Talk:Amateur professionalism

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Journalistic blogging[edit]

Resolved: Example not added because no source provided.

Maybe someone could add a link or reference to journalistic blogging somewhere in here. After all, these amateur bloggers are now doing reporting of (arguably) equal quality to professional journalists.


Unresolved: It's a debatable subject, but someone has now (improperly) added a cite at the end, and this may or may not warrant further action.

Is it really correct to describe Linux as developed by Pro-Ams? Certainly, many of the people writing Linux kernel code are not being paid to write that code, but I'd venture a guess that at least the majority are paid to do the same activity (programming) professionally. Bryce 04:16, 11 October 2005 (UTC)

The majority, yes, but innumerable people from folks like John Gilmore, who don't have to work at all, to kiddos who aren't old enough to work yet, have made very significant contributions. Anyway, the cited source is who makes the case for GNU/Linux being an example of am pro development. If you disagree with this, you'll need to provide a counter-source we can cite, or show that the cited source is unreliable or whatever. — SMcCandlish Talk⇒ ʕ(Õلō Contribs. 12:55, 14 January 2010 (UTC)
Hmm. John Gilmore is a former professional, and I think you'll have a hard time finding many young "kiddos" whose contributions, even if widely used, are at the same level as professional work. I would also not entirely agree with any assertion that GNU/Linux itself is at the same level of usability or reliability as a professionally-written OS, though that's obviously an explosive and debatable subject due to all the ideology that gets tangled into such discussions. I guess I won't try to argue that, except to say that it is at the very least open to some debate. If you want a cite, look at the link at the very end. "Cult of the Amateur" at least disagrees with you, even if it goes a little (OK, a lot) too far. (talk) 20:44, 6 June 2010 (UTC)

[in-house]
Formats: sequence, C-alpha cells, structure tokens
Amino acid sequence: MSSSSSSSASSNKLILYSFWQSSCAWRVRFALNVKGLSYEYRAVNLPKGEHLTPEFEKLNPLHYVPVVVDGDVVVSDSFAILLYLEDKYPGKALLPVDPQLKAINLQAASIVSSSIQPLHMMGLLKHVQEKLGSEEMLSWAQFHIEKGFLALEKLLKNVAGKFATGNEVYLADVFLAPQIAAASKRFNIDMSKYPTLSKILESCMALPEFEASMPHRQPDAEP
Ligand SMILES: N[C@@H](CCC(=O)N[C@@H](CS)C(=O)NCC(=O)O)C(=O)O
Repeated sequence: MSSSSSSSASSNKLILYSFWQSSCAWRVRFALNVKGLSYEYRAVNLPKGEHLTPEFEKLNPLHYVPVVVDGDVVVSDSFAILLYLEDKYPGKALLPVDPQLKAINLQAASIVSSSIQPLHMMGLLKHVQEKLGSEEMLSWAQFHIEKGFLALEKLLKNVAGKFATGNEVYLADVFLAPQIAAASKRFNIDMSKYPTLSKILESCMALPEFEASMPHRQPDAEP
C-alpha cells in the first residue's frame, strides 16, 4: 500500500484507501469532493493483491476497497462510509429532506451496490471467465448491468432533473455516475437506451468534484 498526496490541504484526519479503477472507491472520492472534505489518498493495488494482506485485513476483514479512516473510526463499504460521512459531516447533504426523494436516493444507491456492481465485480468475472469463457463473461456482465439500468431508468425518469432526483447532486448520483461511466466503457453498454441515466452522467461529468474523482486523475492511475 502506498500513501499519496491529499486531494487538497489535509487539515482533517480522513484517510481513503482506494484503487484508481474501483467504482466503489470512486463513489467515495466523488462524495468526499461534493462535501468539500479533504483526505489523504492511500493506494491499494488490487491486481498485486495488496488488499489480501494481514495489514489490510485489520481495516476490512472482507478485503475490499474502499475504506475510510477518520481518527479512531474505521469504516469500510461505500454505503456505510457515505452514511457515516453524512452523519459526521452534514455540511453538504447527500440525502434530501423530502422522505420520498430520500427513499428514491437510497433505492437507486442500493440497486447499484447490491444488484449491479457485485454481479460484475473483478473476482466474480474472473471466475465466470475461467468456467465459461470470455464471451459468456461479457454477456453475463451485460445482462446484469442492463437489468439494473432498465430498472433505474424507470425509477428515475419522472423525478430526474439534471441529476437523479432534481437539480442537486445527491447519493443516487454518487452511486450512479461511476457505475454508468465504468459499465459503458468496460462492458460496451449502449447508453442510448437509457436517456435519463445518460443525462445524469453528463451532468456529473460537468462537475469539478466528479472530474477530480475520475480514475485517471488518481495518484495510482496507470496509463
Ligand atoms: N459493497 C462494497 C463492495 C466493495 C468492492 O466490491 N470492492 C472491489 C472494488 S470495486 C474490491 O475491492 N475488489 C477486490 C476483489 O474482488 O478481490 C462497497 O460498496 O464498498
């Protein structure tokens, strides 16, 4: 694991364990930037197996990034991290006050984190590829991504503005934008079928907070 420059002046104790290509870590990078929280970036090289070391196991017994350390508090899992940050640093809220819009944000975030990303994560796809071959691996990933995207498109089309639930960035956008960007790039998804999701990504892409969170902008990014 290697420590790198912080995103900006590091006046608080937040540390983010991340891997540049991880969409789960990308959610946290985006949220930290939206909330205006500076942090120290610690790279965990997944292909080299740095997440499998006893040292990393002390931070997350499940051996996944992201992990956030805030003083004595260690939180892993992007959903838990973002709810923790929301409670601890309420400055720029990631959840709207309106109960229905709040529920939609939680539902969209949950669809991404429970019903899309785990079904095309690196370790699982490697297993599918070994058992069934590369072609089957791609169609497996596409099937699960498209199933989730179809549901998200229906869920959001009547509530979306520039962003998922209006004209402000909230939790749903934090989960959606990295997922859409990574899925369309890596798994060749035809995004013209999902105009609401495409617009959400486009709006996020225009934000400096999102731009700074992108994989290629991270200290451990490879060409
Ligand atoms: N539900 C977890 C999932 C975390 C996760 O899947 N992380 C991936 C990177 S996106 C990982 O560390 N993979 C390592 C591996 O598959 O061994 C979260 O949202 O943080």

Resolved: The outlandish claim has long since been deleted.

"Open source software such as Linux was developed by Pro-Ams and has become the only realistic competition to Microsoft." -The Mac may not be a big competitor, but that doesn't make it an unrealistic competitor, does it?

  • Since it's based on open source UNIX (if not specifically the Linux variety) why is this described as "outlandish"? -- Resuna (talk) 16:08, 30 April 2013 (UTC)


Unresolved: Blatant plagiarism and excessive quotation deleted; user-helpful and well-sourced summary of the ideas and issues still needed.

It is legal and ethically acceptable to excerpt from a book, up to about a full page of the original text (this is a single paragraph), so long as it is attributed as an excerpt. It does not violate copyright laws. It is also legal to paraphrase from the original work, so long as it is not a clear cut and paste of large sections of text, using key phrases is fine.

A copyright violation would be if entire paragraphs and sections of the original were cut and paste into Wikpedia with no attribution to the original author. Stbalbach 16:11, 30 Mar 2005 (UTC)

Actually, there's no set standard for how much you can quote and still be covered by Fair Use. Furthermore, simply for practical and encyclopedic reasons, often you don't want to quote that much anyway.
And your last sentence implies that crediting an author automatically means there is no copyright infringement, which is not the case. Attributions to the author is a defense against plagiarism, not against copyright infringement. 04:39, 7 November 2006 (UTC)
In any case, paraphrasing so closely in the first paragraph of this article from the quote presented later on isn't very good style. This should be reworded, ideally based on an understanding drawn from multiple extant sources. Scott 10:11, 24 February 2007 (UTC)

(Outdent). I deleted the very blatant plagiarism that made up quite a bit of this article. I also removed the rambling and excessively large quotation that was the source of most of the plagiarism. Just write an actual article and cite sources (including page numbers) for the alleged facts, instead of copy-pasting. — SMcCandlish Talk⇒ ʕ(Õلō Contribs. 12:55, 14 January 2010 (UTC)


Resolved: Nothing done about alleged notability issue in almost 3 years.